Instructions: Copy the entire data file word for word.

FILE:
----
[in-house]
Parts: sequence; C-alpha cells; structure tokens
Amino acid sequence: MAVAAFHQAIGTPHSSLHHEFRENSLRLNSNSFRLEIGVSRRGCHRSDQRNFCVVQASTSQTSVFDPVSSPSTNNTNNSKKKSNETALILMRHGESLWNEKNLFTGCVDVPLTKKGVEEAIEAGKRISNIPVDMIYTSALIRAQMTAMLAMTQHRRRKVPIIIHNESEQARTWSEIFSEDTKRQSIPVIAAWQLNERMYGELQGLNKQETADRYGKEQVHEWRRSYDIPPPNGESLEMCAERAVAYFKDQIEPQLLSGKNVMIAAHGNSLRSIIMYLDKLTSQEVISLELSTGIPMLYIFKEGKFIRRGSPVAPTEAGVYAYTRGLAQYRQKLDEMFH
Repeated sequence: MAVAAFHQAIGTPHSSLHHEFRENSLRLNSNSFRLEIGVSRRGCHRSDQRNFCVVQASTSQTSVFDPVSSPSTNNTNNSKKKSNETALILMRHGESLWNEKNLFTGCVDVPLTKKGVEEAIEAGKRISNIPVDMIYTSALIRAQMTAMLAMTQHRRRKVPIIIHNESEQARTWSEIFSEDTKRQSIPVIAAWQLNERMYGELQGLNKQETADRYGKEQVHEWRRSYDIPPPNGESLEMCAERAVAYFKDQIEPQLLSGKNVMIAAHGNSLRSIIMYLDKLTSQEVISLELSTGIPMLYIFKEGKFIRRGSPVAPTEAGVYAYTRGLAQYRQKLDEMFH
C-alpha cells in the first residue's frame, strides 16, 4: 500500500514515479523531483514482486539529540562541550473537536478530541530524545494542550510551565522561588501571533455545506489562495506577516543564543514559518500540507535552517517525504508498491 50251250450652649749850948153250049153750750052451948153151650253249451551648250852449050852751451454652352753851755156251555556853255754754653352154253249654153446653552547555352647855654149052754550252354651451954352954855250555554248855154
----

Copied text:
[in-house]
Parts: sequence; C-alpha cells; structure tokens
Amino acid sequence: MAVAAFHQAIGTPHSSLHHEFRENSLRLNSNSFRLEIGVSRRGCHRSDQRNFCVVQASTSQTSVFDPVSSPSTNNTNNSKKKSNETALILMRHGESLWNEKNLFTGCVDVPLTKKGVEEAIEAGKRISNIPVDMIYTSALIRAQMTAMLAMTQHRRRKVPIIIHNESEQARTWSEIFSEDTKRQSIPVIAAWQLNERMYGELQGLNKQETADRYGKEQVHEWRRSYDIPPPNGESLEMCAERAVAYFKDQIEPQLLSGKNVMIAAHGNSLRSIIMYLDKLTSQEVISLELSTGIPMLYIFKEGKFIRRGSPVAPTEAGVYAYTRGLAQYRQKLDEMFH
Repeated sequence: MAVAAFHQAIGTPHSSLHHEFRENSLRLNSNSFRLEIGVSRRGCHRSDQRNFCVVQASTSQTSVFDPVSSPSTNNTNNSKKKSNETALILMRHGESLWNEKNLFTGCVDVPLTKKGVEEAIEAGKRISNIPVDMIYTSALIRAQMTAMLAMTQHRRRKVPIIIHNESEQARTWSEIFSEDTKRQSIPVIAAWQLNERMYGELQGLNKQETADRYGKEQVHEWRRSYDIPPPNGESLEMCAERAVAYFKDQIEPQLLSGKNVMIAAHGNSLRSIIMYLDKLTSQEVISLELSTGIPMLYIFKEGKFIRRGSPVAPTEAGVYAYTRGLAQYRQKLDEMFH
C-alpha cells in the first residue's frame, strides 16, 4: 500500500514515479523531483514482486539529540562541550473537536478530541530524545494542550510551565522561588501571533455545506489562495506577516543564543514559518500540507535552517517525504508498491 50251250450652649749850948153250049153750750052451948153151650253249451551648250852449050852751451454652352753851755156251555556853255754754653352154253249654153446653552547555352647855654149052754550252354651451954352954855250555554248855154